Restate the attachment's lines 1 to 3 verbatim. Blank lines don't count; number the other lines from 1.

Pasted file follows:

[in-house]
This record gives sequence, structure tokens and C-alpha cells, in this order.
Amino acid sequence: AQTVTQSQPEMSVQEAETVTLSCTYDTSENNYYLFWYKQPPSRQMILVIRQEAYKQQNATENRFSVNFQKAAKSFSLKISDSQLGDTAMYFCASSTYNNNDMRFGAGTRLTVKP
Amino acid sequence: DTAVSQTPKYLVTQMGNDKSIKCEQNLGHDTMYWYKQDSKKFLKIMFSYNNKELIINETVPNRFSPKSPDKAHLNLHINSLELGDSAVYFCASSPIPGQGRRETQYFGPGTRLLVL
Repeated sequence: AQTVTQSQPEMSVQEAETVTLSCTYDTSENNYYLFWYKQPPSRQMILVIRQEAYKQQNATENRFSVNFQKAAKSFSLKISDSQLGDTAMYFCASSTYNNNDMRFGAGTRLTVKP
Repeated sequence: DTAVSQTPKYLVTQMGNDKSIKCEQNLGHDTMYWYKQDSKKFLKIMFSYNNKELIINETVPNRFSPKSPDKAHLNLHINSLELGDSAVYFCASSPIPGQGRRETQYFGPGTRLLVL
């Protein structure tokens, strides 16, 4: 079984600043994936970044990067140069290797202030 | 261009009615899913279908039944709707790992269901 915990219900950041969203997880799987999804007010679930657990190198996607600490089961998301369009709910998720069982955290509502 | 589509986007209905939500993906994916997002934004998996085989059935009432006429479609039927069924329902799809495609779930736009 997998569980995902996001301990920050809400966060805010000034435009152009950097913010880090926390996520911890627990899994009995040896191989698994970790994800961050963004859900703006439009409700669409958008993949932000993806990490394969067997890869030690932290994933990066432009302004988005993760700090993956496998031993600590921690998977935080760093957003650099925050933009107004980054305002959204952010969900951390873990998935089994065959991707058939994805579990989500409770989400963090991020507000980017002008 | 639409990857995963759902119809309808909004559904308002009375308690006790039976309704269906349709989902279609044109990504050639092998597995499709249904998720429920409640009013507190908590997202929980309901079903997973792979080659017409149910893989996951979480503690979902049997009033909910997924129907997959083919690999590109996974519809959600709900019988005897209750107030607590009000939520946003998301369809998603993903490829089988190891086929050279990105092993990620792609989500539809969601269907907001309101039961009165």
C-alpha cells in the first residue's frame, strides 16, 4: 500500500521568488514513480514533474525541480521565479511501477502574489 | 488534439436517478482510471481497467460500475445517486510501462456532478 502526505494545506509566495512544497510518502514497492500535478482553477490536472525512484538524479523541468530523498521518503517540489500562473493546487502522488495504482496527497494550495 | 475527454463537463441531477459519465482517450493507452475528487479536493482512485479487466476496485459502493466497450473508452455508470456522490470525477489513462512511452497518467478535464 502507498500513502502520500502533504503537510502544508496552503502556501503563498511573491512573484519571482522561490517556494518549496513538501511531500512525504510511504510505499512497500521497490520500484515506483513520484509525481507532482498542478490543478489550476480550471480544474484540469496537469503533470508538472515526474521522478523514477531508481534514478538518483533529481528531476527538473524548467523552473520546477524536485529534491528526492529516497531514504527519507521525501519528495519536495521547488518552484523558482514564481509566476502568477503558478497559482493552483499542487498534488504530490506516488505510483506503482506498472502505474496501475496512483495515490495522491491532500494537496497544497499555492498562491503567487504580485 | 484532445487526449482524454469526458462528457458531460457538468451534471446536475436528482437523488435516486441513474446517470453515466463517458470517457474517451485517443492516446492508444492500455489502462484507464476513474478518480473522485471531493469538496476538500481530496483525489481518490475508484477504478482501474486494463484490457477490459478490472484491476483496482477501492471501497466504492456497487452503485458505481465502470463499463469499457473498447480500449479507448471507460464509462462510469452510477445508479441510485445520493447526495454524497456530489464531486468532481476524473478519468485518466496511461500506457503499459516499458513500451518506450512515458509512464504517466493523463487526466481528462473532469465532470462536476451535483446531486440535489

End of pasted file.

[in-house]
This record gives sequence, structure tokens and C-alpha cells, in this order.
Amino acid sequence: AQTVTQSQPEMSVQEAETVTLSCTYDTSENNYYLFWYKQPPSRQMILVIRQEAYKQQNATENRFSVNFQKAAKSFSLKISDSQLGDTAMYFCASSTYNNNDMRFGAGTRLTVKP